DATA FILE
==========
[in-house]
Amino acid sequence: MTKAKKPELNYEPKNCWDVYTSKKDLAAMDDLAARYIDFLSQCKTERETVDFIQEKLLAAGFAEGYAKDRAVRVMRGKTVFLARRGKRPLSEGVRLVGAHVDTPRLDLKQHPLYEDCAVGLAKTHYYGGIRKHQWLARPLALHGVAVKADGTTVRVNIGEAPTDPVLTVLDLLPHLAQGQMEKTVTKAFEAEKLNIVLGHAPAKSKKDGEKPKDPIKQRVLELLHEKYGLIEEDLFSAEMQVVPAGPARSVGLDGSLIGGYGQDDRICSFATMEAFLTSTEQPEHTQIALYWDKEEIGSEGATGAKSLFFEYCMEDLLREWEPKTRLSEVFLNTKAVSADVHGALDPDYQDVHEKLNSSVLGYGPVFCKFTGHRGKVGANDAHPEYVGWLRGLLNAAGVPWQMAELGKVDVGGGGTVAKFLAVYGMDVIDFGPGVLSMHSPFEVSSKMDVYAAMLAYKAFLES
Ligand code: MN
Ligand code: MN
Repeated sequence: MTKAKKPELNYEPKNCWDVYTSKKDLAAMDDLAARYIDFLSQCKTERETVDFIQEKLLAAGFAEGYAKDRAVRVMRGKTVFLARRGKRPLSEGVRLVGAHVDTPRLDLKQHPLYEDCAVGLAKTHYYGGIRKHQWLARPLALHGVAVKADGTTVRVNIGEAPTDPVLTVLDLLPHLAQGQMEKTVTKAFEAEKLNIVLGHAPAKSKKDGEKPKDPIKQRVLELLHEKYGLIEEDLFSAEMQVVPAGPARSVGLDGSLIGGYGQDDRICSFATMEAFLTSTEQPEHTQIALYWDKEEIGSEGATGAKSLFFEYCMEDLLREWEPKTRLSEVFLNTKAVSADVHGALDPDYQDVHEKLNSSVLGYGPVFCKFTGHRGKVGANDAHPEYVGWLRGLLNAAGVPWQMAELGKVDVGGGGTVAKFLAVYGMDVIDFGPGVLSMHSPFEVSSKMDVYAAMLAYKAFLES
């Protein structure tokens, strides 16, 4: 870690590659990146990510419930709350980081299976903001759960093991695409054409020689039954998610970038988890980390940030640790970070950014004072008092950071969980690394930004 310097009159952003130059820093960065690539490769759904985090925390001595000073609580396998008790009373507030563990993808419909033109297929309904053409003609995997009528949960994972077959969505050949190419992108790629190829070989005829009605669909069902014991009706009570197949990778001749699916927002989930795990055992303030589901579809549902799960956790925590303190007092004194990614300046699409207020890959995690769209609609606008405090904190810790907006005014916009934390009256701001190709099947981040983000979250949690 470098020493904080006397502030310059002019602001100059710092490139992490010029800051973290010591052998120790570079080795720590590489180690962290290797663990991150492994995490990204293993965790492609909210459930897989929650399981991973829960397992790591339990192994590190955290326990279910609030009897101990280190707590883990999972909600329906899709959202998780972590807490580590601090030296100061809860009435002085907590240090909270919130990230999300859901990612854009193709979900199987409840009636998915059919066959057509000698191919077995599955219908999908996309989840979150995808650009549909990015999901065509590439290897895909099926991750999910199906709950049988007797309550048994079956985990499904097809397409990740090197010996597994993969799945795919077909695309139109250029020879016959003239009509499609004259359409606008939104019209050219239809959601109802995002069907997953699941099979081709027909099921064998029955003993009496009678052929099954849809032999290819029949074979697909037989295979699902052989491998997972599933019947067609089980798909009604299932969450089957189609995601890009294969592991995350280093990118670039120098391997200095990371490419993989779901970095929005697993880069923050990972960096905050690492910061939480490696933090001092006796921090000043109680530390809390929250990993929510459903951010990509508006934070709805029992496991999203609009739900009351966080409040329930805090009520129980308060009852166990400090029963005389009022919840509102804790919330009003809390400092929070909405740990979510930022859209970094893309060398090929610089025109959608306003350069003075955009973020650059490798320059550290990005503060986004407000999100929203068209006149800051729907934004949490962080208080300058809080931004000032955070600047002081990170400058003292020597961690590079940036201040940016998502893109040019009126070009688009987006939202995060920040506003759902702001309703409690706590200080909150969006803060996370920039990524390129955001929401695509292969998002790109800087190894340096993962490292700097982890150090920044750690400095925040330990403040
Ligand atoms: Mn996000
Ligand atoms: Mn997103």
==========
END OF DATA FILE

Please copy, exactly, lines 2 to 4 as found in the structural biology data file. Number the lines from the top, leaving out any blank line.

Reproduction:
Amino acid sequence: MTKAKKPELNYEPKNCWDVYTSKKDLAAMDDLAARYIDFLSQCKTERETVDFIQEKLLAAGFAEGYAKDRAVRVMRGKTVFLARRGKRPLSEGVRLVGAHVDTPRLDLKQHPLYEDCAVGLAKTHYYGGIRKHQWLARPLALHGVAVKADGTTVRVNIGEAPTDPVLTVLDLLPHLAQGQMEKTVTKAFEAEKLNIVLGHAPAKSKKDGEKPKDPIKQRVLELLHEKYGLIEEDLFSAEMQVVPAGPARSVGLDGSLIGGYGQDDRICSFATMEAFLTSTEQPEHTQIALYWDKEEIGSEGATGAKSLFFEYCMEDLLREWEPKTRLSEVFLNTKAVSADVHGALDPDYQDVHEKLNSSVLGYGPVFCKFTGHRGKVGANDAHPEYVGWLRGLLNAAGVPWQMAELGKVDVGGGGTVAKFLAVYGMDVIDFGPGVLSMHSPFEVSSKMDVYAAMLAYKAFLES
Ligand code: MN
Ligand code: MN